Condition Spotlight: Volar Plate Injury by Amy Eckert, Occupational Therapist Doctoral Candidate, OTS

What is a Volar Plate Injury?

The volar plate is a strong ligament that connects bone to bone at the bottom of the middle joint of the fingers which prevents hyperextension, however, if this ligament is forcefully extended it can partially or completely tear. This injury can cause pain, swelling, stiffness, and general issues using the finger into functional tasks. 

Volar Plate Injury Symptoms

Symptoms may include:

  • Pain and tenderness at the injury site 
  • Swelling and discoloration
  • Lack of joint motion 
  • Joint instability
  • Joint misalignment if dislocated 


Cause of a Volar Plate Injury

The cause of a volar plate injury can be related to trauma to the finger like when catching a ball, falling on an out stretched hand, or from a motor vehicle accident. When the middle joint of the finger is hyperextended, then it can cause that partial or complete tear of the volar ligament. Diseases such as Rheumatoid Arthritis can increase chances for injury to the volar plate due to weakening the strength of the ligament, as well. 


Conservative treatment for Volar Plate Injuries

First line of treatment would include RICE protocol to include rest, ice, compression, and elevation of the affected finger. Your OT will suggest exercises based on your injury severity and can provide splinting for the finger. The splint itself will go over the top of the affected finger to maintain a mild bent position to facilitate proper healing of the ligament. A technique called buddy taping may also be useful to try.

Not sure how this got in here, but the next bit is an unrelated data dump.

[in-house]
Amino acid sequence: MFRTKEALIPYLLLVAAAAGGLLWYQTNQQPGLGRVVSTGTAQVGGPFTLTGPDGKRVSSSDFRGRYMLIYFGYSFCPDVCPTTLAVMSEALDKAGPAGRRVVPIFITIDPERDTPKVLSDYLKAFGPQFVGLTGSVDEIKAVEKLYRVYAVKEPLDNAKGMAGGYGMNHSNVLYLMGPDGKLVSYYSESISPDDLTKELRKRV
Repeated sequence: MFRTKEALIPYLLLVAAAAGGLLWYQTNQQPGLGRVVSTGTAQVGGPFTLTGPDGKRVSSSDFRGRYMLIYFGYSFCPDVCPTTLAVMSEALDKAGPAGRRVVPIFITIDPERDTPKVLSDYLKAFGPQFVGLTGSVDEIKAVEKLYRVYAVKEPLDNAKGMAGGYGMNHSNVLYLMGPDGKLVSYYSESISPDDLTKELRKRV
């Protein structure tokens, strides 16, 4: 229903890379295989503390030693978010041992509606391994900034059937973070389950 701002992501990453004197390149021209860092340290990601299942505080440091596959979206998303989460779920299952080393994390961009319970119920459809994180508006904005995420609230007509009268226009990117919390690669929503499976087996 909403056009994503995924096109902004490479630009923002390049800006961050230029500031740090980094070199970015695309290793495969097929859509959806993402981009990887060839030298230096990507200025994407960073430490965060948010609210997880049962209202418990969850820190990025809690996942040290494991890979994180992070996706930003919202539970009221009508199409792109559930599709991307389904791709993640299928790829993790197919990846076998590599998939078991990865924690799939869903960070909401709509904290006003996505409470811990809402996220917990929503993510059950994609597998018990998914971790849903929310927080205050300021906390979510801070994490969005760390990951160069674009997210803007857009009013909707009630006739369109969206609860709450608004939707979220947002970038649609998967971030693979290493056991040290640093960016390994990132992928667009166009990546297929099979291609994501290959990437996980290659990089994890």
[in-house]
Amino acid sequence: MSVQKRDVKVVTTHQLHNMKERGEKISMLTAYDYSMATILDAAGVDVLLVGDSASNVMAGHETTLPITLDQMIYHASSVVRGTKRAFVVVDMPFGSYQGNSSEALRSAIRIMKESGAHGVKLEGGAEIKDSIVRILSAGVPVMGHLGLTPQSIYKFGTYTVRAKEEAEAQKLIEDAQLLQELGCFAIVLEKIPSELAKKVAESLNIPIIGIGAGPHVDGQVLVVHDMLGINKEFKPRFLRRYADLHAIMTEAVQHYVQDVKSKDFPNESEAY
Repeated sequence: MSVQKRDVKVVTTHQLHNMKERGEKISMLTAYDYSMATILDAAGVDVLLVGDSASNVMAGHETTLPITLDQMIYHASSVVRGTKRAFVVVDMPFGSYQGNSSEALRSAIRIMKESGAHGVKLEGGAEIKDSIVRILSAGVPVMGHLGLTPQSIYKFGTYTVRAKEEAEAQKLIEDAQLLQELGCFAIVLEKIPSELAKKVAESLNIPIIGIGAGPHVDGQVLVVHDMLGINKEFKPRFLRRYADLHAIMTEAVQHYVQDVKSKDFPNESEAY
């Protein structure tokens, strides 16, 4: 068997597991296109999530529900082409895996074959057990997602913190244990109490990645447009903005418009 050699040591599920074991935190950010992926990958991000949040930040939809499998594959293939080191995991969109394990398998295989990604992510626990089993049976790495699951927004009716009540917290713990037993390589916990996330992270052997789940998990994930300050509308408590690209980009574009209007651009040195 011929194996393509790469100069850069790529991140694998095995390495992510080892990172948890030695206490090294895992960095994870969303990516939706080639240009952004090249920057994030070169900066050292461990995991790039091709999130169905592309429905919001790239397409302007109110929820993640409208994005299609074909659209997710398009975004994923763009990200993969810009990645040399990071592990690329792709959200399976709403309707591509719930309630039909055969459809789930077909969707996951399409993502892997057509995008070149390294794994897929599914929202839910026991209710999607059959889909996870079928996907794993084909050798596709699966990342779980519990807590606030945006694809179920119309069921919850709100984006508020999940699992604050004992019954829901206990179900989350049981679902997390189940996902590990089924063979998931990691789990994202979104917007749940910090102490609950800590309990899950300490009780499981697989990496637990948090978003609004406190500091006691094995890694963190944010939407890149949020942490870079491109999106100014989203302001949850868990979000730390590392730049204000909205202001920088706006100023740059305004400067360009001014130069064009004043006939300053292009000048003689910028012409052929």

Volar Plate Injury Surgery

If the ligament is completely torn or instable, then surgery may be warranted to improve functional outcomes. Surgery may include but is not limited to volar plate repair or volar plate arthroplasty. 



It is important to rest the affected finger in the splint to prevent further damage to the ligament while it heals. Be sure to complete the exercises given to you by your OT to address areas of concern so that the finger can return to its prior level of function. Do not over-use the affected finger into tasks especially at the initial stages of the injury. 




A little bit about Amy Eckert, our visiting OT student…

Hi! My name is Amy and I am Creighton University Occupational Therapy Student completing my Doctoral Capstone Experience at Colorado Springs Therapy Center for the past 14 weeks. I plan to graduate with my Doctorate in Occupational Therapy in May 2022 and have hopes to specialize in hand therapy with an ultimate goal of becoming a Certified Hand Therapist. I have completed other fieldwork experiences where I provided direct care to clients in a hand therapy setting which further sparked my interest in specializing. I have always been interested in anatomy and passionate about serving others in a healthcare profession so occupational therapy has allowed me to combine both interests! One of my favorite quotes which I feel embodies occupational therapy and hand therapy is, “Man, through the use of his hands as they are energized by mind and will, can influence the state of his own health” -Mary Reilly, OT

Contact Us

Free 15 minute screenings are available by appointment, call us to set yours up today!

Call Us
(719) 332-4689
Fax Number:
(719) 282-1449
We accept the following insurances:
  • Medicaid
  • CHP+
  • Medicare
  • Tricare
  • Cigna
  • Anthem Blue Cross
  • United Healthcare
  • Humana
  • UCHealth/Simplified Benefits Administrators
  • Triwest/PC3/VA

Check with your insurance to verify that your benefit plan will cover the services needed.

North Office

8415 Explorer Dr.
Suite 150
Colorado Springs, CO 80920
Near the post office off Research Pkwy.

East Office

6965 Tutt Blvd.
Suite: 100A
Colorado Springs, CO 80923
Just South of St. Francis Medical Center

South Office

2776 Janitell Rd.
Colorado Springs, CO 80906
Behind Goodwill

Translate »